As of now I’m alighting upon the final few steps before clicking on that beautiful button “Publish” on my screen. I’m hoping to have the book out by next week, and prior to release, I will provide full details on the work (along with promotions), including where it will be available, and how you, my wonderful readers can get your hands on it. Following the publication, I intend to continue promoting the book on the blog, while getting back to the posts I had planned earlier.
I thank everyone for being patient, and I look forward to sharing my work with you very soon!! Have a great weekend!!
The last few weeks have been intense, and I’ve been quite busy. Having finally completed the proofreading for my second book, I’m now all set to move into the production phase, beginning with some illustrations.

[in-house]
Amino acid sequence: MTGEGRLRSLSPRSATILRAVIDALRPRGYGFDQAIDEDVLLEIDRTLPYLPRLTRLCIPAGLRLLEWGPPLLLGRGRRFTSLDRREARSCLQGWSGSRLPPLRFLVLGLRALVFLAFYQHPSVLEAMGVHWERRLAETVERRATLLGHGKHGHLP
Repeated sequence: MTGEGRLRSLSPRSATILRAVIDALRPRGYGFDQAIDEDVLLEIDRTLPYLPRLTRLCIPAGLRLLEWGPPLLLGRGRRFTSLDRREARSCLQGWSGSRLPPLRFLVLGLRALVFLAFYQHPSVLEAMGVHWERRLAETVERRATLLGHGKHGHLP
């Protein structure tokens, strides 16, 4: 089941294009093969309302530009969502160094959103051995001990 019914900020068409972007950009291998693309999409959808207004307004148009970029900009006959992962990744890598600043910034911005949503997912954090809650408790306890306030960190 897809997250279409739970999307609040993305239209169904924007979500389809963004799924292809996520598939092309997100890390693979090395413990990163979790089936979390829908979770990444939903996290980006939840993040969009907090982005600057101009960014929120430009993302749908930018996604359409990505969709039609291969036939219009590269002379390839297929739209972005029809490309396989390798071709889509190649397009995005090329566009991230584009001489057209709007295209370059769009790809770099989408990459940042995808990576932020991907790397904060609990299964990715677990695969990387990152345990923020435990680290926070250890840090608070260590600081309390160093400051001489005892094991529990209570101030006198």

All art begins with imitation, and as such I have spent the last week pouring over a compendium of images, and ideas I had contemplated for this stage. While progress has been slow (thanks to my perfectionist ideals), I look forward to getting the book out by this fall.
In the meantime, I also recently finished the three-part series covering various facets on the phenomenon of climate change. The first entry was posted almost a month back on June 25, 2017. Little did I know then that in the days to follow I would successfully secure a research topic for my PhD addressing the very issue I was writing about on my blog. As of now, I have begun my “doctoral” adventures focusing on interdisciplinary research involving “semiconductor mediated artificial photosynthesis…”